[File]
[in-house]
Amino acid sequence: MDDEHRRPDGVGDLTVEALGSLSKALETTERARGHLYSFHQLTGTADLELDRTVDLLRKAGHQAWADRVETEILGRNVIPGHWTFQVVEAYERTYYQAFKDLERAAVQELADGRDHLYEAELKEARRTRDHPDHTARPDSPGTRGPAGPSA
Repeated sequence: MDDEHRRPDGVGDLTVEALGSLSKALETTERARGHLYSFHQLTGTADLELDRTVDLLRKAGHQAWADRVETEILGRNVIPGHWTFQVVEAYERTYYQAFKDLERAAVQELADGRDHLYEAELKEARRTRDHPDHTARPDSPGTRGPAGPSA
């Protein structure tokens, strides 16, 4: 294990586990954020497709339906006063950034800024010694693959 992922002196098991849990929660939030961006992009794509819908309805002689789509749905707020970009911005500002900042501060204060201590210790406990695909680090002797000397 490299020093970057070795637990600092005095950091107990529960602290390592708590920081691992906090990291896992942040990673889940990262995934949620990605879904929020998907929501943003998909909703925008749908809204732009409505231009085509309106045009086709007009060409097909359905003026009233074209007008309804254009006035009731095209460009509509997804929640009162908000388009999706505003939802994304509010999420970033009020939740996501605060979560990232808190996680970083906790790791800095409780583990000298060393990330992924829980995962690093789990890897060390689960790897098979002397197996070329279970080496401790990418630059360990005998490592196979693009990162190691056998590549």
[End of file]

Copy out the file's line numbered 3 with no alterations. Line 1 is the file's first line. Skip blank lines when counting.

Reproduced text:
Repeated sequence: MDDEHRRPDGVGDLTVEALGSLSKALETTERARGHLYSFHQLTGTADLELDRTVDLLRKAGHQAWADRVETEILGRNVIPGHWTFQVVEAYERTYYQAFKDLERAAVQELADGRDHLYEAELKEARRTRDHPDHTARPDSPGTRGPAGPSA